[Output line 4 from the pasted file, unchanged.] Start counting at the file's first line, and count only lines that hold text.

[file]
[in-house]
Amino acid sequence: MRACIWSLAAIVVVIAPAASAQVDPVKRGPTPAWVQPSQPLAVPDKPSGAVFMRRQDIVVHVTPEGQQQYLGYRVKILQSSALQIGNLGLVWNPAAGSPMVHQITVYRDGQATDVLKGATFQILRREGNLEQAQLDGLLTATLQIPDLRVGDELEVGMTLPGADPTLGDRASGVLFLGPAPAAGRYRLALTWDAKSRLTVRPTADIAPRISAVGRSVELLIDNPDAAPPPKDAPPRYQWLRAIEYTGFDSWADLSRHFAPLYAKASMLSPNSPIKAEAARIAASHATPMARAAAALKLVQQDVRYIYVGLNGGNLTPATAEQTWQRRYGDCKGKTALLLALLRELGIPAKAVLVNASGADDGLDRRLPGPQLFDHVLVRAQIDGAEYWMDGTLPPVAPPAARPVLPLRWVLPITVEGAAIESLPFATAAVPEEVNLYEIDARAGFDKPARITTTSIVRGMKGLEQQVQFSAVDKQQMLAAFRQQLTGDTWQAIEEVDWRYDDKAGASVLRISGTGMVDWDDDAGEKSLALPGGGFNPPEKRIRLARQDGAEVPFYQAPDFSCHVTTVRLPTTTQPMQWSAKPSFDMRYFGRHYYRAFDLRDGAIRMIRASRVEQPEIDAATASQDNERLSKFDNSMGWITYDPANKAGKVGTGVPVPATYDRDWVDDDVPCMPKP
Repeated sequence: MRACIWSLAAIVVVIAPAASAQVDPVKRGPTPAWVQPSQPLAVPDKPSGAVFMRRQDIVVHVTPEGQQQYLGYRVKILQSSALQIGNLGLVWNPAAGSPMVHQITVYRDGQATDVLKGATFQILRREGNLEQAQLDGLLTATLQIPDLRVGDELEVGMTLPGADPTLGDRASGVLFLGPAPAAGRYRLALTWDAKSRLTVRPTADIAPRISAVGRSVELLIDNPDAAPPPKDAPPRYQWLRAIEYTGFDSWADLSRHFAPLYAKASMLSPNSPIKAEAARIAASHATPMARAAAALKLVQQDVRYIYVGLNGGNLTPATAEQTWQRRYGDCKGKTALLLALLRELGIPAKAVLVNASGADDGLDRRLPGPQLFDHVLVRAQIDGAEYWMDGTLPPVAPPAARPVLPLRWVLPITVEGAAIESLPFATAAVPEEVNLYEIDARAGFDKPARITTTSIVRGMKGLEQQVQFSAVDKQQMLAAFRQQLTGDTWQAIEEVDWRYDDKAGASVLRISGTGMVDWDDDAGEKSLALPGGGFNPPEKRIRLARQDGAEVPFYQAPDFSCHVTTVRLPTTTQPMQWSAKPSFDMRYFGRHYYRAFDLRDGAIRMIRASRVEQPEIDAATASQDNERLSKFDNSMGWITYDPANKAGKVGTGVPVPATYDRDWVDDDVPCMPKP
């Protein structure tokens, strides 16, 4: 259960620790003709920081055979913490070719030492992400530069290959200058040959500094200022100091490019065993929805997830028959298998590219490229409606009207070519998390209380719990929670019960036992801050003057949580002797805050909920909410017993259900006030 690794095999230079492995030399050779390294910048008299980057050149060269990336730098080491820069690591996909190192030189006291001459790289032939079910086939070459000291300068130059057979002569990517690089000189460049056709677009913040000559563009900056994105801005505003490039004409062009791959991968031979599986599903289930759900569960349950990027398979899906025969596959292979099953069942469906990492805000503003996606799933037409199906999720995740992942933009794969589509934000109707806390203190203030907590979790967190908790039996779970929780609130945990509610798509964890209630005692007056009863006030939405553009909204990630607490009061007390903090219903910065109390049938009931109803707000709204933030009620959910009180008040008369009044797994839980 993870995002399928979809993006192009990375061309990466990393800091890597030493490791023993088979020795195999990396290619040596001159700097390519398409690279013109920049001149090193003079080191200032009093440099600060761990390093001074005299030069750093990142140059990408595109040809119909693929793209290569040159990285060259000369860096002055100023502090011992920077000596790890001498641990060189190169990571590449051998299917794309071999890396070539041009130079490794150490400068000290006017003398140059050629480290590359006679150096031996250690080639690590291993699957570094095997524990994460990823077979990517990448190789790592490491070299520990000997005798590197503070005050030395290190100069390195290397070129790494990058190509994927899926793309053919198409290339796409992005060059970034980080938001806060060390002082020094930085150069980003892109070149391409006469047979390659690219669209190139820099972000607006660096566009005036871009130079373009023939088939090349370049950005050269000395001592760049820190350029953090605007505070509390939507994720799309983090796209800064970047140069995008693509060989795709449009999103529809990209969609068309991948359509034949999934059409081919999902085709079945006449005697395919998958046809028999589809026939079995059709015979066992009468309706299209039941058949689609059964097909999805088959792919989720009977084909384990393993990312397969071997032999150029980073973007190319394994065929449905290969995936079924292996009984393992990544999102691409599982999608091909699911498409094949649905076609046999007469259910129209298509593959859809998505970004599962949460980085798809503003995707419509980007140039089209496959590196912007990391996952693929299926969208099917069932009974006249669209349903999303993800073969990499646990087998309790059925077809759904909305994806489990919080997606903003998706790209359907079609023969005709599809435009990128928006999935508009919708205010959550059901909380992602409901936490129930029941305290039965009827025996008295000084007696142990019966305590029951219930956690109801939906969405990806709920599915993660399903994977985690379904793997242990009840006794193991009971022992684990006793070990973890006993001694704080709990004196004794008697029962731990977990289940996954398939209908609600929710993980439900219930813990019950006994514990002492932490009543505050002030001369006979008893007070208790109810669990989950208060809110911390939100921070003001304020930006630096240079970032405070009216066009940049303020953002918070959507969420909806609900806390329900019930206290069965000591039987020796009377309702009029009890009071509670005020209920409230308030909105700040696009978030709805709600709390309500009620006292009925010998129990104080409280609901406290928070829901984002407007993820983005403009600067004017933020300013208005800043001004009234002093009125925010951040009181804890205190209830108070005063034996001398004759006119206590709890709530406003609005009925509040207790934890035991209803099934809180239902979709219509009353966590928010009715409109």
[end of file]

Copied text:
């Protein structure tokens, strides 16, 4: 259960620790003709920081055979913490070719030492992400530069290959200058040959500094200022100091490019065993929805997830028959298998590219490229409606009207070519998390209380719990929670019960036992801050003057949580002797805050909920909410017993259900006030 690794095999230079492995030399050779390294910048008299980057050149060269990336730098080491820069690591996909190192030189006291001459790289032939079910086939070459000291300068130059057979002569990517690089000189460049056709677009913040000559563009900056994105801005505003490039004409062009791959991968031979599986599903289930759900569960349950990027398979899906025969596959292979099953069942469906990492805000503003996606799933037409199906999720995740992942933009794969589509934000109707806390203190203030907590979790967190908790039996779970929780609130945990509610798509964890209630005692007056009863006030939405553009909204990630607490009061007390903090219903910065109390049938009931109803707000709204933030009620959910009180008040008369009044797994839980 993870995002399928979809993006192009990375061309990466990393800091890597030493490791023993088979020795195999990396290619040596001159700097390519398409690279013109920049001149090193003079080191200032009093440099600060761990390093001074005299030069750093990142140059990408595109040809119909693929793209290569040159990285060259000369860096002055100023502090011992920077000596790890001498641990060189190169990571590449051998299917794309071999890396070539041009130079490794150490400068000290006017003398140059050629480290590359006679150096031996250690080639690590291993699957570094095997524990994460990823077979990517990448190789790592490491070299520990000997005798590197503070005050030395290190100069390195290397070129790494990058190509994927899926793309053919198409290339796409992005060059970034980080938001806060060390002082020094930085150069980003892109070149391409006469047979390659690219669209190139820099972000607006660096566009005036871009130079373009023939088939090349370049950005050269000395001592760049820190350029953090605007505070509390939507994720799309983090796209800064970047140069995008693509060989795709449009999103529809990209969609068309991948359509034949999934059409081919999902085709079945006449005697395919998958046809028999589809026939079995059709015979066992009468309706299209039941058949689609059964097909999805088959792919989720009977084909384990393993990312397969071997032999150029980073973007190319394994065929449905290969995936079924292996009984393992990544999102691409599982999608091909699911498409094949649905076609046999007469259910129209298509593959859809998505970004599962949460980085798809503003995707419509980007140039089209496959590196912007990391996952693929299926969208099917069932009974006249669209349903999303993800073969990499646990087998309790059925077809759904909305994806489990919080997606903003998706790209359907079609023969005709599809435009990128928006999935508009919708205010959550059901909380992602409901936490129930029941305290039965009827025996008295000084007696142990019966305590029951219930956690109801939906969405990806709920599915993660399903994977985690379904793997242990009840006794193991009971022992684990006793070990973890006993001694704080709990004196004794008697029962731990977990289940996954398939209908609600929710993980439900219930813990019950006994514990002492932490009543505050002030001369006979008893007070208790109810669990989950208060809110911390939100921070003001304020930006630096240079970032405070009216066009940049303020953002918070959507969420909806609900806390329900019930206290069965000591039987020796009377309702009029009890009071509670005020209920409230308030909105700040696009978030709805709600709390309500009620006292009925010998129990104080409280609901406290928070829901984002407007993820983005403009600067004017933020300013208005800043001004009234002093009125925010951040009181804890205190209830108070005063034996001398004759006119206590709890709530406003609005009925509040207790934890035991209803099934809180239902979709219509009353966590928010009715409109």